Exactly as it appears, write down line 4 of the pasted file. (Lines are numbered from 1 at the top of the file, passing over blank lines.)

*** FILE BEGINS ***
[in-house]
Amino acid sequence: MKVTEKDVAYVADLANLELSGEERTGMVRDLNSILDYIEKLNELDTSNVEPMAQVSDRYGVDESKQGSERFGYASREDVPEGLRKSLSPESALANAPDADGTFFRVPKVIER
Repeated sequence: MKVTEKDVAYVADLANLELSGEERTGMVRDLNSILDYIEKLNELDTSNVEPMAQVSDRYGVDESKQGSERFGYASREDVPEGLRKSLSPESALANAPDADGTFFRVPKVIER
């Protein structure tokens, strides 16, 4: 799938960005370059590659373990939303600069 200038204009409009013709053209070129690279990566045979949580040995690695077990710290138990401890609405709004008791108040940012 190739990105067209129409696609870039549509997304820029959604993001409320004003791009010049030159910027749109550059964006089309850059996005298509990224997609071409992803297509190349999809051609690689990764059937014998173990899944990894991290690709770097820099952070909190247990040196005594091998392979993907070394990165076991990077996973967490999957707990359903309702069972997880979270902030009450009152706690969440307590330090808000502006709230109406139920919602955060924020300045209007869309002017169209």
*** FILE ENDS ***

């Protein structure tokens, strides 16, 4: 799938960005370059590659373990939303600069 200038204009409009013709053209070129690279990566045979949580040995690695077990710290138990401890609405709004008791108040940012 190739990105067209129409696609870039549509997304820029959604993001409320004003791009010049030159910027749109550059964006089309850059996005298509990224997609071409992803297509190349999809051609690689990764059937014998173990899944990894991290690709770097820099952070909190247990040196005594091998392979993907070394990165076991990077996973967490999957707990359903309702069972997880979270902030009450009152706690969440307590330090808000502006709230109406139920919602955060924020300045209007869309002017169209």